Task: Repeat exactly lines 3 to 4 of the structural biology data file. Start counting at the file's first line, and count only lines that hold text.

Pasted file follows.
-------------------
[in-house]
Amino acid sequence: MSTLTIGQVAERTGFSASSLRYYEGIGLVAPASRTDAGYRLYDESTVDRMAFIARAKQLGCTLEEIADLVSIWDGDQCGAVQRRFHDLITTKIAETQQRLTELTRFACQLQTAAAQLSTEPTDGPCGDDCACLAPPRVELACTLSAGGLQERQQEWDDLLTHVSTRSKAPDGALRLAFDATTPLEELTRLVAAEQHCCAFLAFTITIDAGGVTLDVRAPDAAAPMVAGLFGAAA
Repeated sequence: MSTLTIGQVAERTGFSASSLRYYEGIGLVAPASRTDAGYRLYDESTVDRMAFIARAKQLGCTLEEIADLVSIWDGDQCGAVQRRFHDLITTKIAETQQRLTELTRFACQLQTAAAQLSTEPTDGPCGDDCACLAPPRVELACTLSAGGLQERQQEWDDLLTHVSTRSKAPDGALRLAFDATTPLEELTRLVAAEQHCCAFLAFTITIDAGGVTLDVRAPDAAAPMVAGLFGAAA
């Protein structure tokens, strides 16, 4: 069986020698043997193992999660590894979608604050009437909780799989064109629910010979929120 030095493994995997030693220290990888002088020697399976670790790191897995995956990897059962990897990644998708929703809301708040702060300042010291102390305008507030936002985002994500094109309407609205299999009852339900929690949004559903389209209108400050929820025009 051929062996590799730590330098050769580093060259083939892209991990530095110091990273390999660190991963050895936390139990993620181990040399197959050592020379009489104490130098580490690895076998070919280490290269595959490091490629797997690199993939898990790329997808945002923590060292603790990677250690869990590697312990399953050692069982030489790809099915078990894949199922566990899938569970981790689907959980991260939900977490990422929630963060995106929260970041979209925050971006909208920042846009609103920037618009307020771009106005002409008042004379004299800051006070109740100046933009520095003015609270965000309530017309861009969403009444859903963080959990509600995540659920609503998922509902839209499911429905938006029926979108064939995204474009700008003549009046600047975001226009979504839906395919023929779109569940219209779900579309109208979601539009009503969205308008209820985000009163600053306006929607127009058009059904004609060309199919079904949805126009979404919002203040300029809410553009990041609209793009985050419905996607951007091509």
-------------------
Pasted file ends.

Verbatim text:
Repeated sequence: MSTLTIGQVAERTGFSASSLRYYEGIGLVAPASRTDAGYRLYDESTVDRMAFIARAKQLGCTLEEIADLVSIWDGDQCGAVQRRFHDLITTKIAETQQRLTELTRFACQLQTAAAQLSTEPTDGPCGDDCACLAPPRVELACTLSAGGLQERQQEWDDLLTHVSTRSKAPDGALRLAFDATTPLEELTRLVAAEQHCCAFLAFTITIDAGGVTLDVRAPDAAAPMVAGLFGAAA
């Protein structure tokens, strides 16, 4: 069986020698043997193992999660590894979608604050009437909780799989064109629910010979929120 030095493994995997030693220290990888002088020697399976670790790191897995995956990897059962990897990644998708929703809301708040702060300042010291102390305008507030936002985002994500094109309407609205299999009852339900929690949004559903389209209108400050929820025009 051929062996590799730590330098050769580093060259083939892209991990530095110091990273390999660190991963050895936390139990993620181990040399197959050592020379009489104490130098580490690895076998070919280490290269595959490091490629797997690199993939898990790329997808945002923590060292603790990677250690869990590697312990399953050692069982030489790809099915078990894949199922566990899938569970981790689907959980991260939900977490990422929630963060995106929260970041979209925050971006909208920042846009609103920037618009307020771009106005002409008042004379004299800051006070109740100046933009520095003015609270965000309530017309861009969403009444859903963080959990509600995540659920609503998922509902839209499911429905938006029926979108064939995204474009700008003549009046600047975001226009979504839906395919023929779109569940219209779900579309109208979601539009009503969205308008209820985000009163600053306006929607127009058009059904004609060309199919079904949805126009979404919002203040300029809410553009990041609209793009985050419905996607951007091509």